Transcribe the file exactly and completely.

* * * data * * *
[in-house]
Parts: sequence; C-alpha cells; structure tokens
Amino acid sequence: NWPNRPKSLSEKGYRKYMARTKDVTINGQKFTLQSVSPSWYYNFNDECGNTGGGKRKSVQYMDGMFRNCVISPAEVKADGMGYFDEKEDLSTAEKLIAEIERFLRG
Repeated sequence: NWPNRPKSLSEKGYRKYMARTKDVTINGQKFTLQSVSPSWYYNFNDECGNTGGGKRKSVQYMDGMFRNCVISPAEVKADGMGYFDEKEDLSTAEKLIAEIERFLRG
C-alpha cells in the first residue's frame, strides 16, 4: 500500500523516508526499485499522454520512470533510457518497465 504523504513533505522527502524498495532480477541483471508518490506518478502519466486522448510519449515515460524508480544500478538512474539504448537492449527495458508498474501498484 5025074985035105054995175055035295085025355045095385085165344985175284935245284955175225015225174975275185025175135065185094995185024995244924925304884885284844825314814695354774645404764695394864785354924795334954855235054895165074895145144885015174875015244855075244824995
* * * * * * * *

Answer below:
[in-house]
Parts: sequence; C-alpha cells; structure tokens
Amino acid sequence: NWPNRPKSLSEKGYRKYMARTKDVTINGQKFTLQSVSPSWYYNFNDECGNTGGGKRKSVQYMDGMFRNCVISPAEVKADGMGYFDEKEDLSTAEKLIAEIERFLRG
Repeated sequence: NWPNRPKSLSEKGYRKYMARTKDVTINGQKFTLQSVSPSWYYNFNDECGNTGGGKRKSVQYMDGMFRNCVISPAEVKADGMGYFDEKEDLSTAEKLIAEIERFLRG
C-alpha cells in the first residue's frame, strides 16, 4: 500500500523516508526499485499522454520512470533510457518497465 504523504513533505522527502524498495532480477541483471508518490506518478502519466486522448510519449515515460524508480544500478538512474539504448537492449527495458508498474501498484 5025074985035105054995175055035295085025355045095385085165344985175284935245284955175225015225174975275185025175135065185094995185024995244924925304884885284844825314814695354774645404764695394864785354924795334954855235054895165074895145144885015174875015244855075244824995